They Were Expendable begins in Dec. 1941. Under the command of Lt. John Brickley, the 3rd Motor Torpedo Boat Squadron is sent to Manila Bay to defend the Philippines against a potential Japanese invasion. Ford establishes a sense of complacency during these early scenes; the men - Boats' Mulcahey C.B.M. (Ward Bond), Ens. 'Snake' Gardner (Marshall Thompson), Ens. 'Andy' Andrews (Paul Langton), Seaman Jones (Arthur Walsh), Lt. (J.G.) 'Shorty' Long (Donald Curtis), Ens. George Cross (Cameron Mitchell), ‘Slug’ Mahan (Murray Alper), 'Squarehead' Larse (Harry Tenbrook) among other impressionable faces in the crowd, have grown bored with their stalemate; as yet, unknowing of the horrors of war. After all, what the hell did they join up for if not to fight? Now, their commission in Manila seems to hint their deadlock is at an end. However, upon their gallant arrival into port, instead of a welcome, Brickley is ridiculed by the local military commanders who do not believe small torpedo boats can be effective against the Japanese war machine. Lt. Rusty Ryan concurs with the assessment. He grows sullen, holding Brick accountable for their shortcomings thus far. Alas, Rusty’s request for a transfer to a destroyer is rendered moot with news of the attack on Pearl Harbor.
Brick is fiercely devoted to his squadron, recognizing its capabilities. Assigned by his superior, Admiral Blackwell (Charles Trowbridge) to messenger duty, the 3rd squadron is pressed into combat after Japanese warplanes descend on Manila Bay in a surprise bombing raid. Brick’s men manage to distinguish themselves by putting out to sea and downing three Japanese planes. It is a bittersweet victory however. For upon their return to base camp, Brick and his men are met with the fiery decimation inflicted by the bombings. Admiral Blackwell is ordered to pack up and move out. Brick and his men are sent to Sisiman Cove on the island of Bataan where once more they find themselves relegated to messenger service; a bitter blow to their pride. Can’t the navy see their worth? Apparently not, until Blackwell informs Brick he needs a pair of his PT boats to carry out a reconnaissance ‘seek and destroy’ mission on a Japanese cruiser, presently shelling several key installations at Bataan. Brick chooses his boat and Rusty’s for the assignment. Alas, before they can put out to sea, Brick takes notice of Rusty’s bandaged hand. Diagnosed with blood poisoning, Rusty’s commission is revoked. Instead, he is sent to the local hospital to await emergency surgery that will spare his arm from amputation. Under the care of bright-eyed nurse, Lt. Sandy Davyss, Rusty begrudgingly resists falling in love with his amiable caregiver, but is seen to reason by ‘Ohio’ (Louis Jean Heydt); a fellow officer recovering from a head wound, who convinces Rusty he is wasting precious time on his own ego rather than making hay with Sandy while the sun shines.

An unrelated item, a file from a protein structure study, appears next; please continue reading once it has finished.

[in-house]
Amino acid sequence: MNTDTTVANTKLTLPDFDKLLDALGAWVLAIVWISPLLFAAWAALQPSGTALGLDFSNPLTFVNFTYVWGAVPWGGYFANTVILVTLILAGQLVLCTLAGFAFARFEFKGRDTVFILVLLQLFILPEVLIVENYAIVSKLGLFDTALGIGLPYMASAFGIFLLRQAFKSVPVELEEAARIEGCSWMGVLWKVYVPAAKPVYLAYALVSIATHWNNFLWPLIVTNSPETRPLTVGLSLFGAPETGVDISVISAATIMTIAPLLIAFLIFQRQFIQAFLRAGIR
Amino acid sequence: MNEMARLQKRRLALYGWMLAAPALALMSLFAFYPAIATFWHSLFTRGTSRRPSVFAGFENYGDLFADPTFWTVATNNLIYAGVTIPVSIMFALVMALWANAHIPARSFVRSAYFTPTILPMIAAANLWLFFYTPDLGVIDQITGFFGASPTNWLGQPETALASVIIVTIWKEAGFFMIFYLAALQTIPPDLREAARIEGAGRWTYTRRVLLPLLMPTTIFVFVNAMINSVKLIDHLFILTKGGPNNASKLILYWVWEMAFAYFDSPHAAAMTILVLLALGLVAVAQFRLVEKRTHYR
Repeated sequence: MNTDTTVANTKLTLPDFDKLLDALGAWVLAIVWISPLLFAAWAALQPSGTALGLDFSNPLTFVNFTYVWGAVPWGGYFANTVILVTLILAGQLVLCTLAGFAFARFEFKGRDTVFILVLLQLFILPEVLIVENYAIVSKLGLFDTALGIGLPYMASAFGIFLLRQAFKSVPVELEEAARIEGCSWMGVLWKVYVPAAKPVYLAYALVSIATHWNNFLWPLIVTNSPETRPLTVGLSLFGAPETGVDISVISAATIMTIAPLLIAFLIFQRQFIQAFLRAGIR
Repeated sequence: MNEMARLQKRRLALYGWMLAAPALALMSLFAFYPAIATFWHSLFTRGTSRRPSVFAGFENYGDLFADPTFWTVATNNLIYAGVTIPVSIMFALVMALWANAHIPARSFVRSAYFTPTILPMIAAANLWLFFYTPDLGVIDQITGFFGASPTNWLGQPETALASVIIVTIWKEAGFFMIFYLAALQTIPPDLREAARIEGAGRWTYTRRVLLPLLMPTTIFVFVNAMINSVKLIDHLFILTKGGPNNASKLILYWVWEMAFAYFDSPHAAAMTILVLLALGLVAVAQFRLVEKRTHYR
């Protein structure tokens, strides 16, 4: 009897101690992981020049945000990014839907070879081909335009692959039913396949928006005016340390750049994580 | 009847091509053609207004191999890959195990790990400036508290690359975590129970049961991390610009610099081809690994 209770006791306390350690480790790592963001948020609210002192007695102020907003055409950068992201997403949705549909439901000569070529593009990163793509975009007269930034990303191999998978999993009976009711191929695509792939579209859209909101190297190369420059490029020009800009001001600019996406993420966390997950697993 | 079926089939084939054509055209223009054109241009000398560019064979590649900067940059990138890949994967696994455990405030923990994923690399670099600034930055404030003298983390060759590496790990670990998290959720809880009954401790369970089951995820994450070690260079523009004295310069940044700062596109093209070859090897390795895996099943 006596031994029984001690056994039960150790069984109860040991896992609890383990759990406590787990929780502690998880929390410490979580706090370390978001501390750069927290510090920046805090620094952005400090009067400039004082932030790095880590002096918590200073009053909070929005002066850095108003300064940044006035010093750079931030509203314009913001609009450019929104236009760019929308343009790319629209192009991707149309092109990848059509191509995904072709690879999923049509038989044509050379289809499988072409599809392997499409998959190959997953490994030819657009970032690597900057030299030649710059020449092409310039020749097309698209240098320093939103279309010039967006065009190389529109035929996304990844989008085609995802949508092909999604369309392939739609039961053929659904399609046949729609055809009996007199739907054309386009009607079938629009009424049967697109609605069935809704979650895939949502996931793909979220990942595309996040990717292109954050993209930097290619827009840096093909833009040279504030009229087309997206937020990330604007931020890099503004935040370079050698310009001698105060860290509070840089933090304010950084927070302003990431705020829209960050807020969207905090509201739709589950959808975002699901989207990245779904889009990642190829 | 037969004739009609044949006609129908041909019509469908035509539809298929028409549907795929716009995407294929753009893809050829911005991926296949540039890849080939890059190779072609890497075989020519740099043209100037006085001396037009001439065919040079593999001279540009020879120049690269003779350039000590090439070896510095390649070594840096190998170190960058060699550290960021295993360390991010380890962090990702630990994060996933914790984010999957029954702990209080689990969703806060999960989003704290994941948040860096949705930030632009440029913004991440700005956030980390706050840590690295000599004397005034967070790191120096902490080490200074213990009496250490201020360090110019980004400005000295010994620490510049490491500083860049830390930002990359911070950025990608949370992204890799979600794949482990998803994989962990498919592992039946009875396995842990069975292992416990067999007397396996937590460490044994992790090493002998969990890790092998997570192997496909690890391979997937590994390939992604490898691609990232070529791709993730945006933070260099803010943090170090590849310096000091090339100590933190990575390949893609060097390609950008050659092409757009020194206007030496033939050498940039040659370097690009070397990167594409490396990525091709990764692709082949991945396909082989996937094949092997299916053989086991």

Interestingly, Ford stages virtually all of the vignettes devoted to their burgeoning love affair perpetually at twilight or late evening, perhaps to heighten the romantic mood, but moreover, likely to provide isolated moment by contrast to emphasize and counteract the inevitably doomed prospect after Brick is recalled into battle. Inquiring after Rusty’s health, and informed by Sandy his finger is still very fragile, having been cut to the bone, Brick nevertheless cannot wait any longer for the return of his right-hand man. And Rusty, despite his transparent affections for Sandy, is a navy man first and foremost; ingrained with a sense of duty to God and country first and an itch to distinguish himself in battle. Bludgeoning the Japanese stronghold with all the military might they can muster, Brick and Rusty’s strategic assaults gain momentum, but incur many casualties along the way, including Ens. ‘Andy’ Andrews. Wounded, though seemingly spared after a hellish confrontation at sea, Andy is rushed to the local army hospital where Brick and Rusty are informed by the attending physician (Vernon Steele) it is virtually impossible to save his life. The most that can be done is to offer him rest and comfort while he slowly succumbs to his injuries.